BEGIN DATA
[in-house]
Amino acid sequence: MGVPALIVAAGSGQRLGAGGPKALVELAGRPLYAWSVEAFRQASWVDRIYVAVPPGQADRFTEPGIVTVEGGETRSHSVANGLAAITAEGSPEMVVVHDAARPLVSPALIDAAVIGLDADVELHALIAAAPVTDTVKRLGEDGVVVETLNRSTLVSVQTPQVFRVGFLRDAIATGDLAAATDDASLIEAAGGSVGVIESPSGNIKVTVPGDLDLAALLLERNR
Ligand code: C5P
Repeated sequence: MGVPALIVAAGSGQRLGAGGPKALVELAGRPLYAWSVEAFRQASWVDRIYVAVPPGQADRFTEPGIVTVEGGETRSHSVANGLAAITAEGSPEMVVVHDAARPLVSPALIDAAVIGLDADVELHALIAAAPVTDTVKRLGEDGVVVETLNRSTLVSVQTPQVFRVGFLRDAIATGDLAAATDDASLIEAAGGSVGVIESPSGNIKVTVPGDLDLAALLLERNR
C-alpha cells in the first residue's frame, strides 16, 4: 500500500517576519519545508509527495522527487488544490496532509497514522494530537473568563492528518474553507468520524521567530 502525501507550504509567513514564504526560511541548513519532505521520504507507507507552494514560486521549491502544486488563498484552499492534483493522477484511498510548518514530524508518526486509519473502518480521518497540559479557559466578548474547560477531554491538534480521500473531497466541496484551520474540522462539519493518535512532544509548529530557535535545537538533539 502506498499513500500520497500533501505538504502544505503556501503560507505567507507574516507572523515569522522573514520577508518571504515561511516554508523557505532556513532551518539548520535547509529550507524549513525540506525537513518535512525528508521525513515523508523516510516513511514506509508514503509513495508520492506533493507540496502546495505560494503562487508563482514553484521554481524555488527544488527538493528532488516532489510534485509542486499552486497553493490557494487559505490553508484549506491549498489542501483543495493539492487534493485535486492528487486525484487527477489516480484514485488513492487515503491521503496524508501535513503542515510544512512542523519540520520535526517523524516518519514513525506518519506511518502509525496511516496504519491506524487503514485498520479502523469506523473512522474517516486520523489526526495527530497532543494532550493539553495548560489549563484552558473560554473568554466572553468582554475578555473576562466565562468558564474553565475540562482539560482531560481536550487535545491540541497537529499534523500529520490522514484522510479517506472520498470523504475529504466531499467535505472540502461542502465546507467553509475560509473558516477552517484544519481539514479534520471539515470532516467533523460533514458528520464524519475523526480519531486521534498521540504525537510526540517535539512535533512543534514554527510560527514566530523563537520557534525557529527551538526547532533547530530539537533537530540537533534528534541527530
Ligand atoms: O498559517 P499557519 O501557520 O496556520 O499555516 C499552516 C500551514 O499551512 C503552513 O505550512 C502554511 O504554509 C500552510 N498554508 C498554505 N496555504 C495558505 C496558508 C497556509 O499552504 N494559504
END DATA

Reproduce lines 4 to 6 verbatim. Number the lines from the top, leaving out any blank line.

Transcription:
Repeated sequence: MGVPALIVAAGSGQRLGAGGPKALVELAGRPLYAWSVEAFRQASWVDRIYVAVPPGQADRFTEPGIVTVEGGETRSHSVANGLAAITAEGSPEMVVVHDAARPLVSPALIDAAVIGLDADVELHALIAAAPVTDTVKRLGEDGVVVETLNRSTLVSVQTPQVFRVGFLRDAIATGDLAAATDDASLIEAAGGSVGVIESPSGNIKVTVPGDLDLAALLLERNR
C-alpha cells in the first residue's frame, strides 16, 4: 500500500517576519519545508509527495522527487488544490496532509497514522494530537473568563492528518474553507468520524521567530 502525501507550504509567513514564504526560511541548513519532505521520504507507507507552494514560486521549491502544486488563498484552499492534483493522477484511498510548518514530524508518526486509519473502518480521518497540559479557559466578548474547560477531554491538534480521500473531497466541496484551520474540522462539519493518535512532544509548529530557535535545537538533539 502506498499513500500520497500533501505538504502544505503556501503560507505567507507574516507572523515569522522573514520577508518571504515561511516554508523557505532556513532551518539548520535547509529550507524549513525540506525537513518535512525528508521525513515523508523516510516513511514506509508514503509513495508520492506533493507540496502546495505560494503562487508563482514553484521554481524555488527544488527538493528532488516532489510534485509542486499552486497553493490557494487559505490553508484549506491549498489542501483543495493539492487534493485535486492528487486525484487527477489516480484514485488513492487515503491521503496524508501535513503542515510544512512542523519540520520535526517523524516518519514513525506518519506511518502509525496511516496504519491506524487503514485498520479502523469506523473512522474517516486520523489526526495527530497532543494532550493539553495548560489549563484552558473560554473568554466572553468582554475578555473576562466565562468558564474553565475540562482539560482531560481536550487535545491540541497537529499534523500529520490522514484522510479517506472520498470523504475529504466531499467535505472540502461542502465546507467553509475560509473558516477552517484544519481539514479534520471539515470532516467533523460533514458528520464524519475523526480519531486521534498521540504525537510526540517535539512535533512543534514554527510560527514566530523563537520557534525557529527551538526547532533547530530539537533537530540537533534528534541527530
Ligand atoms: O498559517 P499557519 O501557520 O496556520 O499555516 C499552516 C500551514 O499551512 C503552513 O505550512 C502554511 O504554509 C500552510 N498554508 C498554505 N496555504 C495558505 C496558508 C497556509 O499552504 N494559504